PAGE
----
On Saturday, February, 26, at 12 noon, several hundred people marched from Victoria Square through the centre of Birmingham, in a demonstration to defend public services. This is part of the growing movement of the people to STOP PAYING THE RICH and INCREASE INVESTMENT IN SOCIAL PROGRAMMES. On the demonstration there was a contingent of the Birmingham Branch of RCPB(ML) who distributed copies of Workers' Weekly and handed out a number of leaflets. Other organisations present were GMB (APEX), The Campaign to save the Selly Oak and Queen Elizabeth Hospitals, Defend Council Housing, The Solihull Branch of the West Midlands Pension Convention, Coventry Pensioners Association, Residents Action Group for the Elderly (R.A.G.E), The Campaign against Euro-Federalism and various other socialist and trade union organisations. The demonstration was called by UNISON. There were a number of banners and placards carried by the participants. Some of the slogans of the demonstration were, "No to Privatisation of Elderly People's Residential Homes," "No to the Sell-off of Council Housing," "Stop Paying the Rich," "Increase Investment in Social Programmes," "No to Privatisation of Hospitals" and " Defend Public Services."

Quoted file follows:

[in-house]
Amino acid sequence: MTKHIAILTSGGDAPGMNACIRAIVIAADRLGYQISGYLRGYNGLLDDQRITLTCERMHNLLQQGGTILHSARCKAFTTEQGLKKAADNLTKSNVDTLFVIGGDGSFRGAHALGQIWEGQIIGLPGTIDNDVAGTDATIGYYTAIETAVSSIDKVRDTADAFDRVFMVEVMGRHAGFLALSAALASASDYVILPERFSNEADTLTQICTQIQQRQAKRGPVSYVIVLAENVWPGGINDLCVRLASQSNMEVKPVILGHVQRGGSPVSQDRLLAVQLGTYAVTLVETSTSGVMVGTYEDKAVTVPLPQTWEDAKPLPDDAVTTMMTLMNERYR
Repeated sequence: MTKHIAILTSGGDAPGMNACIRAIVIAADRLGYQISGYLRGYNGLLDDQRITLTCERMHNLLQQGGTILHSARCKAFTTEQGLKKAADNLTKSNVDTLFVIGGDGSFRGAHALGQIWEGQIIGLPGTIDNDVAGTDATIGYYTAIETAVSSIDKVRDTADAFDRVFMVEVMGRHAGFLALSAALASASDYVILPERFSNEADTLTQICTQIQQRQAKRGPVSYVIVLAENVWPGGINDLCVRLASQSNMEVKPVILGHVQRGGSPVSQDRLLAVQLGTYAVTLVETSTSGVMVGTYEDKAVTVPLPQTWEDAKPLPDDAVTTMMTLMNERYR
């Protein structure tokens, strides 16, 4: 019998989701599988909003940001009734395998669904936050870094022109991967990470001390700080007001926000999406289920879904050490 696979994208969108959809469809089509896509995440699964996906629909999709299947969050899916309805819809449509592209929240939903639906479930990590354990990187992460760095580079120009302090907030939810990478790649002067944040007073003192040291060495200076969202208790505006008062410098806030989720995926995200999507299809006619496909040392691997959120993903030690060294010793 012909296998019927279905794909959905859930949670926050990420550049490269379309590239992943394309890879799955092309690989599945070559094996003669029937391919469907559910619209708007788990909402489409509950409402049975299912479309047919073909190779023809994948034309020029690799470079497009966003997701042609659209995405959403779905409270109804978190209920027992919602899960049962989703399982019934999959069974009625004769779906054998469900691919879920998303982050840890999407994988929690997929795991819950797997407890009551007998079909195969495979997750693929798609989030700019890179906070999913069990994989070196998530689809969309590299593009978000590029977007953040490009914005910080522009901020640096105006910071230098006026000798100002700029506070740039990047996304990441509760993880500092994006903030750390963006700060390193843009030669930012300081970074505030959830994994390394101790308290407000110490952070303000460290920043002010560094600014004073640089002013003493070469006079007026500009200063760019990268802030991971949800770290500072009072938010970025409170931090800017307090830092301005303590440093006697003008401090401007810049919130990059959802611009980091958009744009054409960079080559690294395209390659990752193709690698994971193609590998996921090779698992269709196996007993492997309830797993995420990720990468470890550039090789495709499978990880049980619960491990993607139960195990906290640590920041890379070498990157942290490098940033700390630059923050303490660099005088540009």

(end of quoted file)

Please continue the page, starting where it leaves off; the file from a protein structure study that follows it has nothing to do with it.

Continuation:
Various messages of support were read out from the speakers' platform including, Tony Benn MP, Mark Thomas and John Lister of London Health Emergency.

The day's action informed people of various issues. Birmingham Labour Council is planning to privatise its entire stock of 92,000 homes. This will be a disaster for tenants. Already, activists from residents' campaigns have taken High Court action to force the council to reconsider its plans, but this has not succeeded.

Graham Fletcher, from one major residents' action group has said, "We will not give up the fight!" As a consequence people have taken their protest to the streets.

The Council stock is in a bad state, but the money is there to improve it. UNISON has provided figures to the Council, which have been effectively ignored. The "New Labour" government has used blackmail. It has said that it is willing to "write off" the Council debt of £633m if the homes are privatised. Birmingham people say that the debt should be "written off" irrespective of whether they are privatised or not. Tony Blair's "third way" politics in effect amounts to tenants suffering and private companies benefiting.

A number of people on the demonstration were protesting about the crisis in the health service. In particular there was vocal opposition to PFI (Private Finance Initiative). The Campaign to Save the QE and Selly Oak Hospitals has always tried to point out that plans have been agreed by Birmingham Health Authority, which are detrimental to the future of these two key hospitals. The plans include loss of beds and huge job cuts.

The demonstration through Birmingham was the first of its kind for some time. The march shows that ordinary working people are refusing to be marginalised by the Labour government. There is a growing protest movement, in the city and throughout the country, demanding that people have a voice. They are determined to defend hard won welfare rights.

West Midlands Correspondent.